Red banded mango caterpillar (RBMC; Deanolis sublimbalis) is considered a serious threat to Australia’s mango industry. Though, RBMC has not reached any commercial mango plantations in Australia and poses no immediate threat to the mango industry, the pest has caused commercial losses in the order of 10-15% in tropical parts of Asia. It has also been detected at several locations near the northern tip of Cape York Peninsula.
The 2018/2019 mango season saw some extreme weather events, especially in The Tablelands where the region experienced high temperatures followed by extreme rainfall. AMIA thought it a prudent time to give growers a refresher on reducing lenticel damage; both on-farm and in the packing shed.
China had more than 700 million Internet users in 2017 and has emerged as the world leader in e-commerce (Marinova 2017). Increasingly, Chinese consumers are shopping online for fresh fruits and vegetables because they don’t have to pay for storage and handling costs associated with traditional retail channels. This trend could point to a potential market for Australian mangoes.
Maintaining an effective cold chain by monitoring temperature is the most important thing you can do to ensure the best quality product when it arrives in market. In the past, temperature loggers had to be retrieved to access the data, but a new generation of loggers can give you real-time information about the temperature and location of your consignment without relying on someone to retrieve the logger and send data to you.
Work on a new pilot project promising to enhance quality monitoring of northern Australian mangoes and reduce food waste kicked off in the Burdekin this month. CRCNA-backed startup, Trust Provenance, implemented the solution at Manbulloo’s Horseshoe Lagoon property, with the trial now monitoring mangoes as they are boxed, stacked in pallets and loaded onto trucks ready to be sent to market.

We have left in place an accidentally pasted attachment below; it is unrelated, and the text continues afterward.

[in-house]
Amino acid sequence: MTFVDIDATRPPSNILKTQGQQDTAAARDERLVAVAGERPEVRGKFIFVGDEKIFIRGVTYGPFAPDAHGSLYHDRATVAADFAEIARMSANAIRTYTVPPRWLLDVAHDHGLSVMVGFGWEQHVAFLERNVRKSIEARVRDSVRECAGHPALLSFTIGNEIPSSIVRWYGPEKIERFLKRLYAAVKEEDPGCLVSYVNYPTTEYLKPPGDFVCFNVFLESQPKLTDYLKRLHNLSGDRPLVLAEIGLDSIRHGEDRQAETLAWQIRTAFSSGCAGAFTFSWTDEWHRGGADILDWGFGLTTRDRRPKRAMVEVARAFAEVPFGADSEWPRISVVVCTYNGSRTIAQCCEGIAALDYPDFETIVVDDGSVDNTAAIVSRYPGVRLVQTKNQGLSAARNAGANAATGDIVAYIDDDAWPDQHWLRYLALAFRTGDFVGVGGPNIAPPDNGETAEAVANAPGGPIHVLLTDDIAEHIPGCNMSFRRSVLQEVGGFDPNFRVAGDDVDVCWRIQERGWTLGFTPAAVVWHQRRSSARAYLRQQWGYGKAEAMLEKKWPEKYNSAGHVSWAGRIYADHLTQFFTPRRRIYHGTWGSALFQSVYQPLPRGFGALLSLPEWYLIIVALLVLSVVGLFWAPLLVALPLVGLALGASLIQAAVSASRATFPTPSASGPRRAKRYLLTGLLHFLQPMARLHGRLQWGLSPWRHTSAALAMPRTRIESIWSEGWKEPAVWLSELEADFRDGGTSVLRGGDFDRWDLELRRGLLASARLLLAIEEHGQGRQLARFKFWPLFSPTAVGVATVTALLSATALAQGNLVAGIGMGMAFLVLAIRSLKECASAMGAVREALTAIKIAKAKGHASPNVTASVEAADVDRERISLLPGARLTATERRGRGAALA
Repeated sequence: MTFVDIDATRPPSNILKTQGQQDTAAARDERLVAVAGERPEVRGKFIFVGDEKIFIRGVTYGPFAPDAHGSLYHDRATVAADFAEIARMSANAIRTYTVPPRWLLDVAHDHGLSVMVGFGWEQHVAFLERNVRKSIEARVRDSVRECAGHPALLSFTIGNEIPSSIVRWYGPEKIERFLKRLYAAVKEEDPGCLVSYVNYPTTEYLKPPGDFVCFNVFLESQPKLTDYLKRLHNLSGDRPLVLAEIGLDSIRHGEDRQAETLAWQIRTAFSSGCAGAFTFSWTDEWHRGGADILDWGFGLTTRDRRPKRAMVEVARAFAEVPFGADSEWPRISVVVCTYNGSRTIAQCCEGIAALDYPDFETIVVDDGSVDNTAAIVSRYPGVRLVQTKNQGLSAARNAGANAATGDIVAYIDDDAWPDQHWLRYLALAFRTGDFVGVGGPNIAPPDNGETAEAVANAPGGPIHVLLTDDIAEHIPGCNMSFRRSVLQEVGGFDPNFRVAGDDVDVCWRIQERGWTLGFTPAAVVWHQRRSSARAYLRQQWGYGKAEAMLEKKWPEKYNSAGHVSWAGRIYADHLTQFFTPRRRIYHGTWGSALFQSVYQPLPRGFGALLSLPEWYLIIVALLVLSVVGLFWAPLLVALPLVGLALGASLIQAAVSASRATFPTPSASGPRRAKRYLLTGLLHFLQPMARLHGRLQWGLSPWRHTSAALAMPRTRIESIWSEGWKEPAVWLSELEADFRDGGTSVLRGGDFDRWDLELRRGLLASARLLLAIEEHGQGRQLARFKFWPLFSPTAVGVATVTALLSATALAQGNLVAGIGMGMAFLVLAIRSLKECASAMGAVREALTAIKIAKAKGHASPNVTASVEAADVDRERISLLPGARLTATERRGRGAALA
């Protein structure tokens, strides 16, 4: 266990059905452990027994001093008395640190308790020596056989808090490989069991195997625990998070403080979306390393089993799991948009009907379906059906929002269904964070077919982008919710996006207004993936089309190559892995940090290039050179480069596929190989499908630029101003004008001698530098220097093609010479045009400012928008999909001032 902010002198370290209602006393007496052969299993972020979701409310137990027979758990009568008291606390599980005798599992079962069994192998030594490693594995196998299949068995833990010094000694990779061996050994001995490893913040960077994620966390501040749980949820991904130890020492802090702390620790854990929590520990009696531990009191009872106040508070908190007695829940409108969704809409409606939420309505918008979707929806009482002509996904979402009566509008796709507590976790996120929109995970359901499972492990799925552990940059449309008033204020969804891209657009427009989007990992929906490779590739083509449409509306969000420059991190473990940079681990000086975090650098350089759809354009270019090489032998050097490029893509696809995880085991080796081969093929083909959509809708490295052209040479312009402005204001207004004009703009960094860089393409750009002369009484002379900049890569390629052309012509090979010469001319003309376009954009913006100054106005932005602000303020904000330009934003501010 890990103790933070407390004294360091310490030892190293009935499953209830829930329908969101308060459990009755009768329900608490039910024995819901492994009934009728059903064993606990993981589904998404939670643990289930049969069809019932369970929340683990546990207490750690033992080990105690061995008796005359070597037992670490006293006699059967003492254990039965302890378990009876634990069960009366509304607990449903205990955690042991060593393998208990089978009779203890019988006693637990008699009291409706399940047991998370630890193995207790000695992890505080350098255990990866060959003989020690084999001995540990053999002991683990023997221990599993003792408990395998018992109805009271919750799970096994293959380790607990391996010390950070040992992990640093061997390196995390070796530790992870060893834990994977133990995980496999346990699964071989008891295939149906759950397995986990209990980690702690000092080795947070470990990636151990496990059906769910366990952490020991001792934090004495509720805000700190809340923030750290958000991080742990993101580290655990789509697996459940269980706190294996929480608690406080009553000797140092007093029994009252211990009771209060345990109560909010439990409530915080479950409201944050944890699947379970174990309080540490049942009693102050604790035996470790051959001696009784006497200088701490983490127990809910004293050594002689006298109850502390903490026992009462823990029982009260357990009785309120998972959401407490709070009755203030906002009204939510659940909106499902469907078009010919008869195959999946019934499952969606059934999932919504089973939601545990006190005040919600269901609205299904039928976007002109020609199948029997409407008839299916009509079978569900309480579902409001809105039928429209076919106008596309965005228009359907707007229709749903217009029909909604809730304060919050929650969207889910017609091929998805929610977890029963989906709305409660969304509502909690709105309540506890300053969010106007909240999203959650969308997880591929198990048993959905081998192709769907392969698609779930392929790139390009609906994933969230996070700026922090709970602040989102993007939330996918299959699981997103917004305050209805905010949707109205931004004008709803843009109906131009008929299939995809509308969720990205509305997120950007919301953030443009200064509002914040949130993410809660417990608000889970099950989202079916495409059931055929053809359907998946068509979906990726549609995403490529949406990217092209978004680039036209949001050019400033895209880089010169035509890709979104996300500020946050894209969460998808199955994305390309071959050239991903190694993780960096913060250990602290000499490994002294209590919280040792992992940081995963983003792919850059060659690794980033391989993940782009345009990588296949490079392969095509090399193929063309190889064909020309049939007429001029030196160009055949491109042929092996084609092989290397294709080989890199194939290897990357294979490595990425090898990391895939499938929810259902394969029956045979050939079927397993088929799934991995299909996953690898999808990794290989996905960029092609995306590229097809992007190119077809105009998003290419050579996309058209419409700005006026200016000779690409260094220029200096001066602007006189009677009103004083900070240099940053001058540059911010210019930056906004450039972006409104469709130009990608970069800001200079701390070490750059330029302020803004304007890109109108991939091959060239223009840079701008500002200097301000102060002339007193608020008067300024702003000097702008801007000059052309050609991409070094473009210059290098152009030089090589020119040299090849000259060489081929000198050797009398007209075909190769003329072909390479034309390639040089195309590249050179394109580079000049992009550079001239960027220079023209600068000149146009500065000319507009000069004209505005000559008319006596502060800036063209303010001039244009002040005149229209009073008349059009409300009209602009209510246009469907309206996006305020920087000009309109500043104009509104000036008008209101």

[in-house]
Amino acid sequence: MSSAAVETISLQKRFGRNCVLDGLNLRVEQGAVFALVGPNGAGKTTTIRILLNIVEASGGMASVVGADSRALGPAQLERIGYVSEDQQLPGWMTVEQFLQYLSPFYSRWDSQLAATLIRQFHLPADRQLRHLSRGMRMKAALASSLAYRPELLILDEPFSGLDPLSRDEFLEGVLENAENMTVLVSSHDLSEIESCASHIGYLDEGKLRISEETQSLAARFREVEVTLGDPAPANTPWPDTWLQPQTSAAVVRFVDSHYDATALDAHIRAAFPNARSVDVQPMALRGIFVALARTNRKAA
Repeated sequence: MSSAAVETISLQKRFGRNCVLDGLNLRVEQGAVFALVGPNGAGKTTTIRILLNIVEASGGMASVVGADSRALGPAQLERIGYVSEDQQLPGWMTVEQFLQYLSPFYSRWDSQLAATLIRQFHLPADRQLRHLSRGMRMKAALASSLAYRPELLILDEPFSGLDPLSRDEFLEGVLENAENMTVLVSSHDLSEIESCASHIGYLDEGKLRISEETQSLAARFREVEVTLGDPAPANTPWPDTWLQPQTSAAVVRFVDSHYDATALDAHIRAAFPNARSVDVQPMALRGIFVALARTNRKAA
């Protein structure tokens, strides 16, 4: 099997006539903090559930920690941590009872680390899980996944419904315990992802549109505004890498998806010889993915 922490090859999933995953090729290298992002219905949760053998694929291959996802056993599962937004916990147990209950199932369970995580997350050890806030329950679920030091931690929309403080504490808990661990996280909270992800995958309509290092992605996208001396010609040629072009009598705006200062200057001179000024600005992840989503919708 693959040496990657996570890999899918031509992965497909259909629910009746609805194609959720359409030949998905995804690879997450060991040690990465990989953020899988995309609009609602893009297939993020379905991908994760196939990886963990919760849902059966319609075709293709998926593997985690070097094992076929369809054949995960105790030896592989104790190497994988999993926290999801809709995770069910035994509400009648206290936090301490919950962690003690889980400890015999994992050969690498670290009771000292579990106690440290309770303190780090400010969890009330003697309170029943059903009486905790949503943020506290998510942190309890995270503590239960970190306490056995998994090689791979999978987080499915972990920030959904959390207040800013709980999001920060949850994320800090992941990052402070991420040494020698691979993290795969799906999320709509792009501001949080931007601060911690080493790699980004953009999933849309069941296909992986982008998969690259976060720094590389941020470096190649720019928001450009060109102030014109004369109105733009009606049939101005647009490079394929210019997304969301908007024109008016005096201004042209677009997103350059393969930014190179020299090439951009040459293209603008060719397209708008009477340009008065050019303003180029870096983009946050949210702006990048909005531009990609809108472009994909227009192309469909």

Queenslander Rai Bin’s newly planted hybrid mango trees currently represent the largest commercial plantings of three new varieties in Australia – but it’s been a long time coming.
New intensive mango management systems including high-density and trellis designs are currently being trialled by the Department of Agriculture and Fisheries in Queensland (DAF) in both the ‘Small Tree High Productivity Initiative’ (STHPI) and the ‘Cyclone Resilience’ projects.
A new website (apmangonet.org) has been developed to connect researchers engaged in the production and trade of mangoes in the Asia-Pacific region. This new site provides a platform to share research outcomes and allow collaboration between research centres, institutions and supply chain stakeholders.
The last field season is about to kick off for the Charles Darwin University Magpie Goose Research Team. The researchers are studying Magpie Goose biology and ecology and investigating novel management techniques to inform future management programs.
Australian mangoes are highly sought after in Asia, particularly as gifts for special occasions. Building this market requires consistent, premium product delivered to consumers. This can only be achieved by all partners along the supply chain working together to prevent loss of quality from poor handling practices.